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Love Simon: The movie I didn't know I needed

May 1, 2018

 

Dear friends,

 

It's Jeremie again. Last month I went to see the film 'Love Simon' which entails the story of a coming of age chapter for a young teen whose about to leave high school and goes through the journey of coming out and discovering who he is. Sounds like your typical cheesy teenage love story, huh? Wrong! This movie was much better than I expected it to be. 'Love Simon' was the movie I needed when I was a young, closeted kid who didn't even know he was gay and that every other gay kid needed when growing up! *Spoiler alert* the kid ends up happy! Why is this any news you ask? Well friends, here's the thing out of all of the LGBT movies I've seen in my 23 years of living as a gay male, I seriously can't recall more than maybe 3 movies that end happily. I'm not good at math or percentages, but I'll give you a number in my mind "straight" films make up a majority of the showings in theatres that come out every year let's make that 95%. Gay movies will be the other 4%... now a happy gay movie that accurately describes a coming out story somewhat as my own, like Love Simon, yeah friends that's 1%! 

 

If you're not familiar with LGBTQ+ movies then you're probably thinking is this true? Yes! If you're looking for good quality gay films that don't end in death, cheating, or just a guy who is gay and won't leave his wife for his gay lover then you'll find very few. Then came along Love Simon. Just like Simon, many LGBTQ+ members before him have a discovery period where you can finally understand who you are. For me, it was the 8th grade and I finally found others who were just like me... or what I thought I was feeling on the inside. See growing up parents, grandparents, aunts, uncles, friends, and even strangers force these straight relationships, feelings, and thoughts into you. They tell you things like "Isn't that girl so pretty?" or "Do you like this toy truck?". The one thing that's stopping kids from realizing they're true selves or instilling fear into them to express who or what they truly are, are those around them who do not allow them to even think differently. Ever since I can remember family members told me I couldn't be feminine, I couldn't put my hand on my hip or watch/play with "girly" things. Society has a way of trying to stick us into these black and white moulds. That's the thing this world is not black and white.

 

Simon had difficulties in coming out and expressing himself as a gay person. Just as we all do at first. See the world around us hasn't been set up to make us feel welcomed and definitely doesn't provide us with the motivation to come out. Eventually, instead of "coming out", Simon is "outed" by a classmate— one of the worst things that happens to this day in society. This is kind of bullying and torture that society puts kids, teens and adults through is what causes so much damage to these beautiful individuals. Thankfully in the movie, he has amazing peers and a very accepting family to assure him that he is loved no matter what gender he is into. Even I went through a hard time with my family and peers around me when I came out as a gay male. But knowing that my family still cared even if they didn't fully understand it was one of the best feelings that kept me holding on. It's one of the toughest, yet bravest things a person can do and having the support from those that you care about the most is one of the best feelings during this stage in your life.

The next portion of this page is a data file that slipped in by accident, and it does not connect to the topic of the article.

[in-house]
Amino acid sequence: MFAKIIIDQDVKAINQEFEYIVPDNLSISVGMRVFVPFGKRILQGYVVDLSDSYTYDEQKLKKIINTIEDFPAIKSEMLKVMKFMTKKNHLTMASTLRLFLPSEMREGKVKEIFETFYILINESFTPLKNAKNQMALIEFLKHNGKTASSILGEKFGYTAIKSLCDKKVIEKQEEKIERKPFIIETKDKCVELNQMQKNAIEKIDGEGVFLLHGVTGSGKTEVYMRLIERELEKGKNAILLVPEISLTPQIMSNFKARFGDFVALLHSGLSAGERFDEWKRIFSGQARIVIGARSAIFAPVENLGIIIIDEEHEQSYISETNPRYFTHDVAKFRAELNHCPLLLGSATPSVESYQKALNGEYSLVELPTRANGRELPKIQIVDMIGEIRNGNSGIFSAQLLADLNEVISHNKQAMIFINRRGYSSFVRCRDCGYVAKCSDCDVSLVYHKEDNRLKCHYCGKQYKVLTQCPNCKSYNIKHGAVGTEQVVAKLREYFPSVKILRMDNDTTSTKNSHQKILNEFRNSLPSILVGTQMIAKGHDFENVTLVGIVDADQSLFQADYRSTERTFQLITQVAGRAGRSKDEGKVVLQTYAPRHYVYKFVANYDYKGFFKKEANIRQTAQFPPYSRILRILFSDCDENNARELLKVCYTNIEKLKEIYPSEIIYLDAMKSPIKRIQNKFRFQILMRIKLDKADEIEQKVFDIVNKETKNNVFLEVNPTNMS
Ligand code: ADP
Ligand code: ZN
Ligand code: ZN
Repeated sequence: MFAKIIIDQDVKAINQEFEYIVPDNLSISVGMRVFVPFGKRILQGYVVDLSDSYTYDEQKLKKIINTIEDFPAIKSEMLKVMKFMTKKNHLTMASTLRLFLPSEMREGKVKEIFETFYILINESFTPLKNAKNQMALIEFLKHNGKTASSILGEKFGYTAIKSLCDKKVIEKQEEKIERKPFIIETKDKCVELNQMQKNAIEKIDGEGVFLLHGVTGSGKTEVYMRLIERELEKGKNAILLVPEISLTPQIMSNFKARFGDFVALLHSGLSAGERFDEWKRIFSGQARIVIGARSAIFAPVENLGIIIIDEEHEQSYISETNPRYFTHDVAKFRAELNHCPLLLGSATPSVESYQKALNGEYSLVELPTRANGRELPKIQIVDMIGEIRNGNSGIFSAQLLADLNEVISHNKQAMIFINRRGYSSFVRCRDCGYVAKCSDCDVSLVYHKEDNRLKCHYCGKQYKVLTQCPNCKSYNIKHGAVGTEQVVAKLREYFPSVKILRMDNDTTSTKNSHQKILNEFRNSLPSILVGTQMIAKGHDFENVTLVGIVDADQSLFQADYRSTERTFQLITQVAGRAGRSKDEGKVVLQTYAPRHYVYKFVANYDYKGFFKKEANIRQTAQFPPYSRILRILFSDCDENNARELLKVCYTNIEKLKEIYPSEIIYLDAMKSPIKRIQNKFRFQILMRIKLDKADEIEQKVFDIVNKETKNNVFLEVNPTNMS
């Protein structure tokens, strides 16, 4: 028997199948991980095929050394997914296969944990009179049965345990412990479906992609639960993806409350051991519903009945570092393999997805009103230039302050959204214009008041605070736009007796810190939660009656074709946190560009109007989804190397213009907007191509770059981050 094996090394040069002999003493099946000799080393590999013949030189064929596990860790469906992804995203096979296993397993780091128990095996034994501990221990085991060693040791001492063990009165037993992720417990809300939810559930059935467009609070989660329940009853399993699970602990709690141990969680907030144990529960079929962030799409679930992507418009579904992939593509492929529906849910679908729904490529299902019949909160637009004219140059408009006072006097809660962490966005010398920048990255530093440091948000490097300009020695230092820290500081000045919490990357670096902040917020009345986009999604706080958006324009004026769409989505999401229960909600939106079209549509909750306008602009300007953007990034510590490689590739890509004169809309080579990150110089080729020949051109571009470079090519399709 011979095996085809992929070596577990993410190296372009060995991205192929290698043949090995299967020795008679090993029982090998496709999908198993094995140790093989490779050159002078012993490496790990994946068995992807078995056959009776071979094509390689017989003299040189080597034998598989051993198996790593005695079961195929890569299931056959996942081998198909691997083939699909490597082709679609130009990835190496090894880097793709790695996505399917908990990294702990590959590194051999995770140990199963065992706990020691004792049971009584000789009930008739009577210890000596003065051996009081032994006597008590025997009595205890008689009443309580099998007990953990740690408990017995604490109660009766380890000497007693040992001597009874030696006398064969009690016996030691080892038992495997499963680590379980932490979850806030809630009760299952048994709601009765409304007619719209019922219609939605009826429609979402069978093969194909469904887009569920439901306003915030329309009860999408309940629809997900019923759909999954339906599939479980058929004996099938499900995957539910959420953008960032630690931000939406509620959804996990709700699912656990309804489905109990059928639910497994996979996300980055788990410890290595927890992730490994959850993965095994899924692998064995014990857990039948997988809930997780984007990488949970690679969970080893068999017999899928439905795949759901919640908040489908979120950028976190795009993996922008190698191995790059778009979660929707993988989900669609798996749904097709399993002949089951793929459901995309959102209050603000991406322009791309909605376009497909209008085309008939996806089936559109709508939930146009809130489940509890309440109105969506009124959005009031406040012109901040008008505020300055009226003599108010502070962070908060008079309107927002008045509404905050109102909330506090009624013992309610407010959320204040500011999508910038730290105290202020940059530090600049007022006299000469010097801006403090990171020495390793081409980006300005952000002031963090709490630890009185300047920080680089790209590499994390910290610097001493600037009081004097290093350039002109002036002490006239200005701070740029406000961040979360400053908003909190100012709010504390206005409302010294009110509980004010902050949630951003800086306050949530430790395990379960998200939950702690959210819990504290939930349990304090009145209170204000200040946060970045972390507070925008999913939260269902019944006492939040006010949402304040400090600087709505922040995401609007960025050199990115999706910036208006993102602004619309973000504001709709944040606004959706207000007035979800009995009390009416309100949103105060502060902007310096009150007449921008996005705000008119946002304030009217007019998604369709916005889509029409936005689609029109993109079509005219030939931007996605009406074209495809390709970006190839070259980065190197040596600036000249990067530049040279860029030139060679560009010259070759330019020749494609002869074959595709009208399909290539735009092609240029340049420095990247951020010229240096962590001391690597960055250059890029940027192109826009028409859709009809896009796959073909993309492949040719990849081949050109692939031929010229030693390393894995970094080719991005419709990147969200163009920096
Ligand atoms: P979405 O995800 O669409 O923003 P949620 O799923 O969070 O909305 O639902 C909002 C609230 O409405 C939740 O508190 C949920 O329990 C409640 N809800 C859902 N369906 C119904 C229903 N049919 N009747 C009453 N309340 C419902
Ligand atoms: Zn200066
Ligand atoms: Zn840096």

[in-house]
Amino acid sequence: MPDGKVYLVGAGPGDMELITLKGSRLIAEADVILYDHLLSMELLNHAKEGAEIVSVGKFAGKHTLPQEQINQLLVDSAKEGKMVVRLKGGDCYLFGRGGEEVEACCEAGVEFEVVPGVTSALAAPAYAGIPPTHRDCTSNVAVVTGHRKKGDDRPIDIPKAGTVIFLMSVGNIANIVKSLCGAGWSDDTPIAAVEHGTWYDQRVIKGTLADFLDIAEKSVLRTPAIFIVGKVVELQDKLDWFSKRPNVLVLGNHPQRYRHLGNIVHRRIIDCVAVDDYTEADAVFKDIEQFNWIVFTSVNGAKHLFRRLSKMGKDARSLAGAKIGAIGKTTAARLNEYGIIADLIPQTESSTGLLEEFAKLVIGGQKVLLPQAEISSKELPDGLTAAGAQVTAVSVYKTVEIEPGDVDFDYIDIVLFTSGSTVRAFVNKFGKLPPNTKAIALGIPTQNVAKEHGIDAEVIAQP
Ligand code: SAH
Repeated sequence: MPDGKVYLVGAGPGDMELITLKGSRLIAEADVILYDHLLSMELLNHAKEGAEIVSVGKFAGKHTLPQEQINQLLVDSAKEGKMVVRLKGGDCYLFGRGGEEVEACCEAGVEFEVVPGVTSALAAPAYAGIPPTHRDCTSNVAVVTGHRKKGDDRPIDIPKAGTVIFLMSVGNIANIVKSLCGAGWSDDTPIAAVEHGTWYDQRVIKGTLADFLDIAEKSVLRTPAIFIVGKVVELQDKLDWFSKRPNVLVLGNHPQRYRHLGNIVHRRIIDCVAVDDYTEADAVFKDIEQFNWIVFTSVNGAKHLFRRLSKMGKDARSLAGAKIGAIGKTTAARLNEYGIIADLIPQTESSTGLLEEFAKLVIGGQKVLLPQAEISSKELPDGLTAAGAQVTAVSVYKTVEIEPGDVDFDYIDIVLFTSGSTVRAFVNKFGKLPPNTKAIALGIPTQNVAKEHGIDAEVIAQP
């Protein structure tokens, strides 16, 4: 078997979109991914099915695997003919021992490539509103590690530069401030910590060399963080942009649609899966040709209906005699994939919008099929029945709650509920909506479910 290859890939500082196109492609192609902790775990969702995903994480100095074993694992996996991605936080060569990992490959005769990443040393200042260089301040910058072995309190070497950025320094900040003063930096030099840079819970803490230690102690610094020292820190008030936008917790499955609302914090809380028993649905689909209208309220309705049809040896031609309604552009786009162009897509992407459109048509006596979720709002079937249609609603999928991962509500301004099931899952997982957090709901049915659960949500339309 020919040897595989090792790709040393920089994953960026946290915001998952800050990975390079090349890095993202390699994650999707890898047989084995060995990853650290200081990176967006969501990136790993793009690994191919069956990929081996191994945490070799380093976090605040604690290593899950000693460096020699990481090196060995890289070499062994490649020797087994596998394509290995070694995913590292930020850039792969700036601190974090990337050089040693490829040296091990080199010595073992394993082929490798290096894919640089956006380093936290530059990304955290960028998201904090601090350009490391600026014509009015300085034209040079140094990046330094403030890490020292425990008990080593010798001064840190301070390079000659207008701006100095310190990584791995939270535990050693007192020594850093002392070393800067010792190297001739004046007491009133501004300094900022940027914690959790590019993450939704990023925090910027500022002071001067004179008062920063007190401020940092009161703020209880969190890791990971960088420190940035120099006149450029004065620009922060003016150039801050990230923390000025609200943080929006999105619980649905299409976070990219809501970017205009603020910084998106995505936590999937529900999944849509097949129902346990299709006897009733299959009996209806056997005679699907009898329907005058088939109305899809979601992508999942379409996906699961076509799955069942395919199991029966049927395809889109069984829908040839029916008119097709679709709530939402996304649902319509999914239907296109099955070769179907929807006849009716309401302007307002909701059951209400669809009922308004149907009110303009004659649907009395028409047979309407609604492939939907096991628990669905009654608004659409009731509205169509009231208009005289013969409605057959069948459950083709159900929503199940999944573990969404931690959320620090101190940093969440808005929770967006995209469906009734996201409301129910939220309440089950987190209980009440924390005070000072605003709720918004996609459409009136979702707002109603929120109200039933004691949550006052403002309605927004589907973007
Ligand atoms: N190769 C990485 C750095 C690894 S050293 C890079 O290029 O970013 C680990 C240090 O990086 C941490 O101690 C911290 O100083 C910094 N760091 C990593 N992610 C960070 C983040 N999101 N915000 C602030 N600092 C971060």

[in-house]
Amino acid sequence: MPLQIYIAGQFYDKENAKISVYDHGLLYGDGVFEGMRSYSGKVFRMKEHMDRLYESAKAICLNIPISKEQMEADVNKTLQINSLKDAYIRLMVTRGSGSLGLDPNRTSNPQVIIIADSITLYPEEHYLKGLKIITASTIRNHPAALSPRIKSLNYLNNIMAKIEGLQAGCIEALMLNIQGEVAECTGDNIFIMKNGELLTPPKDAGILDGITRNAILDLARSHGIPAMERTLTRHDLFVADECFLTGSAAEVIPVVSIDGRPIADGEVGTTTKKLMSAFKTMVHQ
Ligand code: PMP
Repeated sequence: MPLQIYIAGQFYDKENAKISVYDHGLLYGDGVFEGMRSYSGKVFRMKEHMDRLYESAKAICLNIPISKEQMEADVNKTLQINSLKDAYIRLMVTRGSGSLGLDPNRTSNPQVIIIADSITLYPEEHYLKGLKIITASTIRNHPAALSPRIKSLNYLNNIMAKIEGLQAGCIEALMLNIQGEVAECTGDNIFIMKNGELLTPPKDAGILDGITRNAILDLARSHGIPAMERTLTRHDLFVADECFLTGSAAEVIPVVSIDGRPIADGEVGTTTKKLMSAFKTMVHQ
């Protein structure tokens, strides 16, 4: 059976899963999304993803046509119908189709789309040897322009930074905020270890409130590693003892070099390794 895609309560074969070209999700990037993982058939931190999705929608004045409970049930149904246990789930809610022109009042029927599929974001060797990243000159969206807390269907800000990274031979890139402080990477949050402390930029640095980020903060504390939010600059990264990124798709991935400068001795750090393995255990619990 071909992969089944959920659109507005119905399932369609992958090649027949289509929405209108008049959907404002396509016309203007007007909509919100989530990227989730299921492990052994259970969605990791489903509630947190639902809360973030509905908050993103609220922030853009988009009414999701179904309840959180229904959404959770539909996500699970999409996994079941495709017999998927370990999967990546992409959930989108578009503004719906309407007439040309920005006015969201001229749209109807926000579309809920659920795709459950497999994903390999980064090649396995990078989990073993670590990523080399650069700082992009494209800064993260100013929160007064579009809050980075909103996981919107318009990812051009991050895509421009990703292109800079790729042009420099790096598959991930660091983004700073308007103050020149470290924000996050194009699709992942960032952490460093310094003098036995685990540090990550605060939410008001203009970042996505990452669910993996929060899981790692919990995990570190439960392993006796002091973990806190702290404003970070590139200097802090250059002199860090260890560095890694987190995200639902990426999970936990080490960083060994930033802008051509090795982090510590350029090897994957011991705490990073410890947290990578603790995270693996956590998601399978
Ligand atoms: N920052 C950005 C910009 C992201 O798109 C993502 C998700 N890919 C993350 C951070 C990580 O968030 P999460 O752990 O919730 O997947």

Love Simon will give you all the feelings: sadness, anxiety, happiness and much more. You will not leave regretting you came to see this film. What I appreciate most about this film was the audience and diverse it was! I saw parents, young kids, elders, young adults and families. Mind you that I live in a conservative state and this was in a very conservative area of Memphis. The hope that was instilled in me from seeing the audience enjoying the film and accepting it was phenomenal. Finally, a film that brings communities together and can teach anyone that no matter if you're gay, trans, straight, black, Jewish, Latinx, or anything else that we are all the same one way or another. It's inevitable that we have a ways to go as a community, but this film showing in major and small cities across the country and knowing that diverse audiences are so accepting of it shows that we've come a far way from where we used to be. A film is a very minor thing when it comes to the lives of LGBTQ+, but if this film can be used to start conversations between people who aren't so understanding and accepting and the rest of us then I am all for it. Though not every story ends happily, this movie just like my life ends (or should I say 'continues') on a positive note. For those of you going through similar situations just know that it does get better and there are people out there that love you.

 

Spread love and knowledge. We could use more of it.

 

Love,

Jeremie

 

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